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2022 Dodgers in review: Tony Gonsolin

Career bests in ERA, wins, and strikeouts, and a first All-Star team, but a forearm strain threw a wrench into things

Dodgers vs Padres in Los Angeles, CA.

Tony Gonsolin had the best year of his career, a magnificent campaign that was derailed by a late injury and another postseason disappointment.

Outside of the lack of being built up like just about every pitcher after the lockout to open the season, Gonsolin came out of the gate strong. He allowed four runs in four starts in April, six runs in five starts in May, and four runs in five starts in June. That’s a perfect recipe for an 11-0 start with a 1.62 ERA when he was named to his first All-Star team on July 10.

Gonsolin was a players selection to the midsummer classic, a sign of respect from a group that had trouble hitting the right-hander for well over three months.

What worked for Gonsolin were his splitter and slider, which accounted for nearly half (49 percent) of his pitches. Opposing batters hit just .122 with a paltry .200 slugging percentage in at-bats that ended on either of those pitches. The splitter and slider finished off 89 of Gonsolin’s 119 strikeouts on the season.

They also helped him to be more efficient and, for the first time over an extended period in his career, last deeper into games. Gonsolin lasted at least six innings in six consecutive starts in May and June, one more than his total over his first three seasons.

After a brief blip in July, allowing 12 runs in 16 innings over three starts, Gonsolin recovered to allow four runs in four August starts.

Gonsolin was leading the National League with a 2.10 ERA when he landed on the injured list on August 29. Both Gonsolin and the team were publicly hopeful he would miss only two starts with a right forearm strain, but instead it derailed the rest of his season, missing over a month.

Gonsolin made one minor league rehab start, two innings for Triple-A Oklahoma City on September 27, then pitched two innings for the Dodgers in the final series of the season. Both starts featured Gonsolin jogging down to the bullpen to pitch another inning after his game was over, a spring training practice to build up arm strength, only this time it was to prepare for the playoffs.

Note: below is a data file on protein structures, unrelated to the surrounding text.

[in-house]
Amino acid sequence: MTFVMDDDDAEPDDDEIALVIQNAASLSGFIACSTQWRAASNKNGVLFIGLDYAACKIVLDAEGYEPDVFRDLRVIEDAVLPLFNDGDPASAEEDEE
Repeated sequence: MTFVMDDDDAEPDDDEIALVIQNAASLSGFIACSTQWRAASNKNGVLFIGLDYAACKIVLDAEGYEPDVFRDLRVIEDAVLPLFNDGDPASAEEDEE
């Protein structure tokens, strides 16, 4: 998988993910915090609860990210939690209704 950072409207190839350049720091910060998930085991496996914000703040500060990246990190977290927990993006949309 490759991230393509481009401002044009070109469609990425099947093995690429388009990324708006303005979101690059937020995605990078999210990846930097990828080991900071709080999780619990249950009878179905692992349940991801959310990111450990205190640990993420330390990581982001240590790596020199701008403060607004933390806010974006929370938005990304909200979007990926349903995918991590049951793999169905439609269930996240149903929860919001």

The long layoff afforded Gonsolin another chance to stretch out, pitching a simulated game prior to the NLDS, but that was it.

Tony Gonsolin innings pitched

Year Majors Minors Postseason Total
Year Majors Minors Postseason Total
2016 31.0 5.0 36.0
2017 70.0 0.7 70.7
2018 128.0 11.7 139.7
2019 40.0 41.3 81.3
2020 46.7 9.3 56.0
2021 55.7 12.7 4.0 72.3
2022 130.3 2.0 1.3 133.7

Game 3 of the Division Series against the Padres got thrown onto the growing pile of underwhelming postseason appearances for Gonsolin, who would probably kill for a normal run up to October at this point.

In 2020, Gonsolin was the fourth starter on a team that swept through the first two rounds, so Gonsolin went 16 days between games before his first playoff start. In 2021, shoulder inflammation required two long injured list stints, and he was limited to relief duty in October. This year, Gonsolin faced nine batters in Game 3 of the NLDS, his second major league start over the previous seven weeks, and allowed five of them to reach. It was a miracle he only allowed one run in his four-out affair.

Gonsolin’s 130⅓ innings in the majors this season were by far his career high. For a while it looked like he would smash his professional innings high, but thanks to the late injury he didn’t quite get to his 2018 total. That year, Gonsolin pitched 139⅔ innings between High-A Rancho Cucamonga, Double-A Tulsa, and the playoffs. This year, between the majors, minor league rehab, and the postseason, Gonsolin totaled 133⅔ innings, which was still more than his previous two year combined.

In all, Gonsolin’s season was superb, and there’s a lot to like going forward. But the ending was unfortunate and putrid, and resembled an M. Night Shyamalan movie instead of a storybook baseball ending.

2022 particulars

Age: 28

Stats: 16-1, 2.41 ERA, 3.28 FIP, 3.12 xERA, 130⅓ innings, 119 K, 35 BB

Salary: $720,000

Game of the year

Gonsolin on August 17 in Milwaukee pitched seven scoreless innings to beat the Brewers, striking out eight. Gonsolin retired his first nine batters faced, allowed only two hits and a walk in one of his seven scoreless starts of the season.

Roster status

Gonsolin has two years, 152 days of major league service time and is eligible for salary arbitration for the first time, as a Super Two. Matt Swartz’s projection at MLB Trade Rumors has Gonsolin earning $3.5 million in 2023.

He has one option year remaining, having used options in 2019 and 2020.